Communities set out wishlist for transforming sites on edge of city
- Credit: Sonya Duncan
Communities surrounding the sites that will form part of a new masterplan for development on the edge of Norwich have set out their wishes and concerns.
The Trowse Millgate Neighbourhood Group, Bracondale Residents’ Association and Trowse Neighbourhood Planning Group, have come together to feed into the consultation for the East Norwich area.
The blueprint will guide development on major city sites, including possibly 4,000 new homes, around the Carrow Works factory, once home to Colman's and Britvic, the Deal Ground/May Gurney site at Trowse, the Utilities site between Thorpe Hamlet and Whitlingham and Carrow House.
Build up around Bracondale and Kings Street as well as the impact on the green corridor around Bracondale, Trowse Milgate, Trowse and Whitlingham as well as better access for pedestrians and cyclists are among their main concerns.
Jane Kennedy, chair of the Bracondale Residents' Association, said: "Our particular concerns are one that vehicular traffic on Bracondale and King Street should not be increased, and that adequate pedestrian crossings are provided here, and two that the historic buildings around and including the former Trowse pumping station are protected now, and may be repaired and converted to new uses as part of the eventual scheme."
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Marion Catlin, from Trowse Millgate, hoped the transformation would not lead to over urbanising of a historic area, like Anglia Square.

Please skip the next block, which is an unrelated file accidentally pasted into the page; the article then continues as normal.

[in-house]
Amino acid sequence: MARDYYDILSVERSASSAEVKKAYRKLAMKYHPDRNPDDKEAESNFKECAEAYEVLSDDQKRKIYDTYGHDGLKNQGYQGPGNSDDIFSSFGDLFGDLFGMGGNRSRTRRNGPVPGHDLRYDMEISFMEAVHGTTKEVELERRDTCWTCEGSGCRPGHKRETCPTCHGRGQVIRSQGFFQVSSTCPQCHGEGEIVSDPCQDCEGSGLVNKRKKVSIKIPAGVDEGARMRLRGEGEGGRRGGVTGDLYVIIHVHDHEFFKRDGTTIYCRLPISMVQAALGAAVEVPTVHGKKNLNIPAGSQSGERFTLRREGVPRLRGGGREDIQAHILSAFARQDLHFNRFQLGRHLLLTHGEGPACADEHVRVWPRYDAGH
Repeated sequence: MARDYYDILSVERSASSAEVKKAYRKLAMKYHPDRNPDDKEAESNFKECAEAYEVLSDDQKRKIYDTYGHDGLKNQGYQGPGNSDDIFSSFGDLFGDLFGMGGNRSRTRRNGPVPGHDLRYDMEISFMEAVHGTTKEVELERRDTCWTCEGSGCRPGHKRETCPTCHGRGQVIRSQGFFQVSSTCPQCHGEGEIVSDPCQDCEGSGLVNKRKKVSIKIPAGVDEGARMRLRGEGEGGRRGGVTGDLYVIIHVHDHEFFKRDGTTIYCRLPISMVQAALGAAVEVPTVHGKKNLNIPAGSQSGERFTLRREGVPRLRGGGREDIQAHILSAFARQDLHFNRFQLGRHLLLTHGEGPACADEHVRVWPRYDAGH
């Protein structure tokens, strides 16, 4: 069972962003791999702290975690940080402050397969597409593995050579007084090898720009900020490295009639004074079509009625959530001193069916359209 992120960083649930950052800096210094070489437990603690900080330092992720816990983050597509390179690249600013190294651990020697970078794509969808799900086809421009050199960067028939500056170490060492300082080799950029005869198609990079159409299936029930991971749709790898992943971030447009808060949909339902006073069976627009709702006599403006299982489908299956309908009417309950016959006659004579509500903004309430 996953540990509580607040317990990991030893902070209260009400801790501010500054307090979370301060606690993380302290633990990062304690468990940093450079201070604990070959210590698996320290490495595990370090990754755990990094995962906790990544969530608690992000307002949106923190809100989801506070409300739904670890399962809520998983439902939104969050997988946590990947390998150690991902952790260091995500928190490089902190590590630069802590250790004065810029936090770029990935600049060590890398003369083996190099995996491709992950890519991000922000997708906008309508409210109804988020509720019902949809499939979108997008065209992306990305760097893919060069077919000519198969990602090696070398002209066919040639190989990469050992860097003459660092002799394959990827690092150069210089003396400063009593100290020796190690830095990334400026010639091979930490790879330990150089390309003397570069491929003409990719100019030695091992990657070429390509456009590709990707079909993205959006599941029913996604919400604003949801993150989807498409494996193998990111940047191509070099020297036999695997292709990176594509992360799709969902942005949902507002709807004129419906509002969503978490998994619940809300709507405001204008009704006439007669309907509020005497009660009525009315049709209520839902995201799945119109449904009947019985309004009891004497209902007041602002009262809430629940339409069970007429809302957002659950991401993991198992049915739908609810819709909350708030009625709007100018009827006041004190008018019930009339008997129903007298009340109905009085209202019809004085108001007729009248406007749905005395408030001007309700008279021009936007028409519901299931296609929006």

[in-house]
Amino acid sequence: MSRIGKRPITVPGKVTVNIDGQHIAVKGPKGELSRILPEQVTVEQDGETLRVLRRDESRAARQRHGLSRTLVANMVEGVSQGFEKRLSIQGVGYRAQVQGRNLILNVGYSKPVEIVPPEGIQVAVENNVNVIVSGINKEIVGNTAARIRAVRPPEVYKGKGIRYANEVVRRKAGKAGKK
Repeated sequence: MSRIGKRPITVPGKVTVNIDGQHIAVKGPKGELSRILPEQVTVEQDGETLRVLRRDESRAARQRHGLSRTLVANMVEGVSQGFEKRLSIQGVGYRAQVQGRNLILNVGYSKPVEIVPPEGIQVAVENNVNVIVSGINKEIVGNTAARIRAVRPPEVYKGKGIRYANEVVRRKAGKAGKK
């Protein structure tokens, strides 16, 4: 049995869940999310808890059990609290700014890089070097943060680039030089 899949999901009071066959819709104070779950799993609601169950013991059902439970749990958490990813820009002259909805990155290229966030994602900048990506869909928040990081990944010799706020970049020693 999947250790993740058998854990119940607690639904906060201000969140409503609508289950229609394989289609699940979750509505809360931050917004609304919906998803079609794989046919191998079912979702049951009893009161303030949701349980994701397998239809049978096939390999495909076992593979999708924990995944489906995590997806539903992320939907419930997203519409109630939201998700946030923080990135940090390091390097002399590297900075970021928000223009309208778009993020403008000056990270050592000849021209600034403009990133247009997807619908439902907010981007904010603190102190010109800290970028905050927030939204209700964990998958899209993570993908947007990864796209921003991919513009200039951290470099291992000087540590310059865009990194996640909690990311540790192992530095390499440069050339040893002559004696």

She said: "The main issue is that the current aim is to build what amounts to a small town between us and the main city centre.
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"Bearing in mind that Holt has a population of about 3,500 and Aylsham 6,000, this new development is expected to achieve around 10,000 residents plus the comings and goings of the commercial activity generated by 6000 jobs. That is quite startling."
The groups also wished to find the best solution to preserve the green corridor and find good use for derelict buildings.
Mrs Catlin said; "It is seen by many as idyllic and those of us that live here consider ourselves very lucky.
"Of course we are protective, who wouldn’t be? But we also want to be constructive and offer our local knowledge of history and how the area is affected so that it can grow as a positive asset to the city. It’s not just our own self-interest - we are thinking about the affection the whole city."
A masterplan will be produced from feedback during public consultation, and go back to consultation. Further stages will take place in 2022.